NEVER ENOUGH

1: Before and After Kate

The freedom our family experienced on that first 4th of July in Philadelphia seemed perfect.  The year was 1972 but we were dealing with a group mentally and emotionally stuck in pre-1950’s southern traditions.  You could hear the kids playing on the street, girls playing double-dutch while the boys rode their bikes on one side of Chelten Avenue.  The other side had my parent’s new friends grilling outside the four one-bedroom apartments.  We lived in the upper right apartments, the door was wide open in this July heat and no windows in the hallway makes it hot in summer and cold in winter.  You wouldn’t think we just moved from the south since our cousins lived around the corner and others were in Baltimore, so it was easy getting settled.  Carla kept riding by a house after a year or so had passed, getting a younger brother changed things.  Everything started being rushed.  But once we moved into this huge place I got my own room.

The coldness of this echoing 3 story row house in West Oak Lane was a step up since white people still lived in our neighborhood.  The great flight of those who had enough money had dwindled and we were left with the cream of the crop.  (My thoughts because of all I learned from the ones I got to know.)  That meant to our parents they had arrived at being equal in real estate.  They treated the older residents like kings to show their worthiness to be in their vicinity.  But this brought so much positivity needed in my life at a time I needed absorb for the more trying portions.  I like to think of it as my reserves for harder times in the future.  For now, we have a new house, new friends, and more freedom now that we weren’t as cramped.  That year I began kindergarten with Ms. Valentine, I was excited to be away from my own house for 5 hours of education and books!  I was in my element.  School had its perks with my being able to escape with the understanding everyone isn’t there to join me.  Witnessing the classroom split between those who were going to prey on victims and those who warn the first group to stay away from those people being picked on consistently.   The dynamic stayed this way for the same reason our street and neighborhood lived in reasonable peace, (don’t bother me and we won’t care about you rule).   We all got up here by the skin of our teeth and some have a plan where others made chaos.  How you react to each incident determined to keep your sanity and self-preservation through each phase.   So please remember to find the sweet spot of St. Athanasius for the next 7 years.  Weaving through the third grade without incident was a miracle but at home, things turned dark.  My grandma came to live with us died suddenly.  I was waiting for her to come home after her doctor’s appointment and time kept going and she didn’t come home.  We made my room our getaway since it was the only room to share, who wouldn’t love being room-mates with their grandma.  That the best of my young years.   I didn’t mention this before, moving from the apartment caused a drain on our finances and party time.  Having two kids put a damper on the benefits of bachelor life.  The house was great for social private parties but he money keeping up with their friends became an issue.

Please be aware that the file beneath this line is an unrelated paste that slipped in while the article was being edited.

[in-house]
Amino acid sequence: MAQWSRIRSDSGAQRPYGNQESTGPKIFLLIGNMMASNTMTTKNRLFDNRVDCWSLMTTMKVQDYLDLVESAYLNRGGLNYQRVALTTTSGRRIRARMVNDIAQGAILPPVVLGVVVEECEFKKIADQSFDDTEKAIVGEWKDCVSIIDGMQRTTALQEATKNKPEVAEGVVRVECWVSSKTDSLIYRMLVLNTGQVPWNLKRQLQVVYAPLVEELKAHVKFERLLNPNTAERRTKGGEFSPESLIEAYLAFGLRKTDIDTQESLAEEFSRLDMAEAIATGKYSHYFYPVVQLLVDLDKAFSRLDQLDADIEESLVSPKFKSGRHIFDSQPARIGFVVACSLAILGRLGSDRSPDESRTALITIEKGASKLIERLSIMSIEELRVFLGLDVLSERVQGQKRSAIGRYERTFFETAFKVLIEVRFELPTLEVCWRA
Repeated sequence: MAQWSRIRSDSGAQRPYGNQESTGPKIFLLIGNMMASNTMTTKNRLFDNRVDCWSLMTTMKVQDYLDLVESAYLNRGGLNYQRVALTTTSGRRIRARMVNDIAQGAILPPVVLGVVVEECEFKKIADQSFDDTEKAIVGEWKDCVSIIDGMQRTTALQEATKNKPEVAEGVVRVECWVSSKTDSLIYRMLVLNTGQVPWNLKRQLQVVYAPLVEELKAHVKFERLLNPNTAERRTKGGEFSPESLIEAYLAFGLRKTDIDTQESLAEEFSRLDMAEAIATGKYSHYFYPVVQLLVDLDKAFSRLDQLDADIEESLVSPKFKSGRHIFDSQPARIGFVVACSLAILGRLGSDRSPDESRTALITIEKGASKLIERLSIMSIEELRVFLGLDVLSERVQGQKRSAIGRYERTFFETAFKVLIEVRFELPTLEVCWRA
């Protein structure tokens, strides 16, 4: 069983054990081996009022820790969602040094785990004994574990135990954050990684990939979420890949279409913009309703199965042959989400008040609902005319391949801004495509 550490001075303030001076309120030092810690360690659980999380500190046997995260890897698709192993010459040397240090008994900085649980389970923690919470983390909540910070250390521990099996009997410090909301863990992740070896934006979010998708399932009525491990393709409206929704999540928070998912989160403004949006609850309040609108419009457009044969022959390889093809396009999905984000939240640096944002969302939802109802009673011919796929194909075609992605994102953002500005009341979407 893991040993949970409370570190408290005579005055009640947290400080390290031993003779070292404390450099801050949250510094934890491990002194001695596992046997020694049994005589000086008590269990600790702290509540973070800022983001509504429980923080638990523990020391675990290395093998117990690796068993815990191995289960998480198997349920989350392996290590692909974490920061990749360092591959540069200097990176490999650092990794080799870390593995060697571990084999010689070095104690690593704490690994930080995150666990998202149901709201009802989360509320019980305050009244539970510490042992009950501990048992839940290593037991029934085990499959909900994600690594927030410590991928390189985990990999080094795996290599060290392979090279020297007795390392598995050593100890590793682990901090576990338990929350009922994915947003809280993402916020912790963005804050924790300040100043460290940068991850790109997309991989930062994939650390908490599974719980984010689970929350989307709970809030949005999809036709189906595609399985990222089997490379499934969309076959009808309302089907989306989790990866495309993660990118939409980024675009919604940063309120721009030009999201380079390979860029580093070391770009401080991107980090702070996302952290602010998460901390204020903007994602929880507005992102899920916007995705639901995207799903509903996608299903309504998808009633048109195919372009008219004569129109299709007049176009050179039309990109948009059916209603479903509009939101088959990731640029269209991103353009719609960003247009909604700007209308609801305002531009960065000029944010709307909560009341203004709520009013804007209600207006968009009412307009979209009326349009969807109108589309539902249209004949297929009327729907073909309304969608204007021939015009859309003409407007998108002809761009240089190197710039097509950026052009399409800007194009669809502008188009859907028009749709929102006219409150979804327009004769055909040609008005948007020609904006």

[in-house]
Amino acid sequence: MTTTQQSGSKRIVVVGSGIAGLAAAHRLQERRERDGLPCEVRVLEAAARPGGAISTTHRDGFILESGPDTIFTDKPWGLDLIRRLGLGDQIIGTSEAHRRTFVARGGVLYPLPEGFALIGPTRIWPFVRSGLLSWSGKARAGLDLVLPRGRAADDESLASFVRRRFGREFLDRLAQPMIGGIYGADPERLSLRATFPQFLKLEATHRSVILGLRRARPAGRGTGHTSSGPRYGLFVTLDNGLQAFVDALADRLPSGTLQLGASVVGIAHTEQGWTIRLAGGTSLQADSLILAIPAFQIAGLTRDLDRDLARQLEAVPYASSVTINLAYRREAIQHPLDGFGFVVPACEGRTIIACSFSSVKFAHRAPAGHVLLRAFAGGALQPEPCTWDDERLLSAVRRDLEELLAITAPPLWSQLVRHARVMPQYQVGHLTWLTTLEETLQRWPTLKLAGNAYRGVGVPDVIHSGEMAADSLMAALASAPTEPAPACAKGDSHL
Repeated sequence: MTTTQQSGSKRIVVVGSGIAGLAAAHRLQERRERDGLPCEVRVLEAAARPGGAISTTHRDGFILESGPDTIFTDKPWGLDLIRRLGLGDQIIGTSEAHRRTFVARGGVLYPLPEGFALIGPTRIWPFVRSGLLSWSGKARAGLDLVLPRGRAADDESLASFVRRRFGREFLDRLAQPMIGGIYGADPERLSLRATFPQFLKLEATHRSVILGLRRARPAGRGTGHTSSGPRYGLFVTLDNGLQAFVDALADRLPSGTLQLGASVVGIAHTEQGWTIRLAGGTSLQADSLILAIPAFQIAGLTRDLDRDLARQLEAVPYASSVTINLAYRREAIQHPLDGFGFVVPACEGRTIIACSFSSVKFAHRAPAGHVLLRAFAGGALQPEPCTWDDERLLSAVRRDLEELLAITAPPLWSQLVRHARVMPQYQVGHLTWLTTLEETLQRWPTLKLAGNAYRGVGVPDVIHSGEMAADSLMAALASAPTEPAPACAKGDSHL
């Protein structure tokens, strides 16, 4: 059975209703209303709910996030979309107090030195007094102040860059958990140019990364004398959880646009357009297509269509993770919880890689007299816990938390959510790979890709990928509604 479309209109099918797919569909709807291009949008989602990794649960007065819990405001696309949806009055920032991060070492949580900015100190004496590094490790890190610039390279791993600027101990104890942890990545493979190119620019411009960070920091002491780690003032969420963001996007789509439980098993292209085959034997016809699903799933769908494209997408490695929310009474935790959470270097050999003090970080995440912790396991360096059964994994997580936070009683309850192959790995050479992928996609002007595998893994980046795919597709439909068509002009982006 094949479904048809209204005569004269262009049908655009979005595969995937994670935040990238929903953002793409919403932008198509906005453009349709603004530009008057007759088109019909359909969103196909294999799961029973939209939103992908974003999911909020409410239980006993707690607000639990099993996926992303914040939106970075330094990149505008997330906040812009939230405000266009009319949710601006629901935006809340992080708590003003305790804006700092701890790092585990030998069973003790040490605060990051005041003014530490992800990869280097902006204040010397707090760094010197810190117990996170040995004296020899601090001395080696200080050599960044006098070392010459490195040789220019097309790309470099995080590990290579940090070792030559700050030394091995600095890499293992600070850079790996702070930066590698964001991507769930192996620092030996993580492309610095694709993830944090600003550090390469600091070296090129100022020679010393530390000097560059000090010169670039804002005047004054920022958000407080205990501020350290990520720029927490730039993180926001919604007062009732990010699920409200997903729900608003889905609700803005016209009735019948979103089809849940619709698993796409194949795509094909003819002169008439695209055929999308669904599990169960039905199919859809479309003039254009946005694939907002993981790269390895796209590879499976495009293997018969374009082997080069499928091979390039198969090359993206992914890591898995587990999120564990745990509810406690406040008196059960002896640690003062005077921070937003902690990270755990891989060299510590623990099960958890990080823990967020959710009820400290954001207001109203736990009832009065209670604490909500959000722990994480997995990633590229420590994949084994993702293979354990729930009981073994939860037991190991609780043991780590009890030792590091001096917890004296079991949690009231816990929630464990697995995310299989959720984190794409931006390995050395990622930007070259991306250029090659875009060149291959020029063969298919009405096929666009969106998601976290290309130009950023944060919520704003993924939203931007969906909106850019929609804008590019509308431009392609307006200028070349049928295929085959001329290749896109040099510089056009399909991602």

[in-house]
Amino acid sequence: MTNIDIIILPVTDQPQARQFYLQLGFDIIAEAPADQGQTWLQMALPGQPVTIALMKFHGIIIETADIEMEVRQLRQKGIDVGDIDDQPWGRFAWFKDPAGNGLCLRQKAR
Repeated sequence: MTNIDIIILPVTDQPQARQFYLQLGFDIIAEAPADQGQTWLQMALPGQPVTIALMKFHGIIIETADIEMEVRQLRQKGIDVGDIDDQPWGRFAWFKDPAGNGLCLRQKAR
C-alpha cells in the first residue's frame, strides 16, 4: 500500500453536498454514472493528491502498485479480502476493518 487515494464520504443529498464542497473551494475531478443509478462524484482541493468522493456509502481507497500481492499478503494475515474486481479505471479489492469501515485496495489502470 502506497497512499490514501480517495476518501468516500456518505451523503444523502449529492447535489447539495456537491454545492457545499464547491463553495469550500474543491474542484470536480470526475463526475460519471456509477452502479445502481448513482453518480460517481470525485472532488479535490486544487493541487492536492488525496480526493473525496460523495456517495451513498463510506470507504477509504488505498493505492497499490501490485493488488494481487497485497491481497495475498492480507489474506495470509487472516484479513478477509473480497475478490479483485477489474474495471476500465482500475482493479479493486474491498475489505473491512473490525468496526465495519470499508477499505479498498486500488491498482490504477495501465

(I want to emphasize the difference of 30 or so years has on a society.  In the 1970s   domestic violence and child abuse (not discipline) was a given.  The family unit was very strict and the boundaries were violently blurred due to how women were thought and treated as property instead of as human beings.  So, as we continue to remember that all interactions were “normal” though now it is humane or cruel.)

From the outside of our house, walking home you couldn’t tell we were going hungry most days so they could hang with their friends on the weekend.  Two days were worth keeping up with the Jones’ with clothes, cars, furniture or spending.  If he was pleased, the treachery spoken, done or felt by others was never thought of by Nate.  He knew what he could get away with while still wreaking havoc on his family through adolescence.  He takes the idea of being a man’s world literally. Unless it met his approval it’s not going to be done.  Emotions are not shared, they are given by instruction, belittlement or criticism are used to achieve his goal.  Since he ahead to work everyone must react to him as you would a king.  Jump when he says or ask how high to get it right.  To be a decent woman, my brother and I had to assume his direction in every aspect.  There are manly duties expected by gender, color, and tradition that still is implemented blindly in one way or another still.  But as for now, it was getting out after grandma moved in that his “family” wasn’t being cared for according but could be lied away.  My grandma went to my favorite cousin Renee’s house, her oldest daughter’s home and she took food without asking for both my brother and me.  Now a debate can be made for the harshness, favoritism, or her being outspoken for a woman.  But this was a chose to live single children alone.  She provided the life she wanted for her children as a wife and mother but chose to be alone happy than to be a doormat to a man who only spoke or showed attention when he denied or could get something in return!  She had enough courage to want real reciprocal love she moved out.  She got a smart house in the only neighborhood blacks could live and rent.  Her landlord and bosses were the rich whites that had left the area because coal mines and factories were paying black lower rates enough to stay in the designated areas.  Having her single sister that lived in Norton, Virginia with her but on the hill while her other sister was a short drive to Richmond.  Though morally she may have been right staying home with 4 boys and 2 girls alone most days and nights while her traditional husband worked, ran the streets chasing women and paying bills to the house he got mail, ate, showered, did the holiday and had drunk unwanted relations with the woman he claimed to love publicly.  Out of sight, she could be cold, calculating, quick to say when she was wronged, good with her money as well as her pen.  After the depression had passed, growing up Kate (my Grandma) had time to do the only thing that kept her sane in the same life she’d now with all these children thought she got away from the fighting, lies, and heartbreak that her mother died struggling against.  Marrying a well-off man with a good family that always stayed sharply dressed in the latest styles.  Her parents were thrilled to hear their daughter was chosen by one of the boys but one with a future.  Every town had royalty and in the 1940’s town of Norton, the Walderton’s was the church going, people helping, railroad engineers for two generations after reconciliation.  These people listen to sound financial advice from the men they met serving train riders on their routes.  The sacrifice of being away from home 70% or more depending on how much trouble the marriage may have been in at the time.  Men had reputations to uphold especially in this new free generation.  The excuse of being a man versus embarrassing two families.  The town and God only knows what else usually followed suit in the reasoning back to the home the men claimed they loved yet felt like an albatross strapped to them voluntarily.  The dance between what is real and appearances for others became normalcy as dysfunction stayed home behind closed doors for the sake of all that is proper.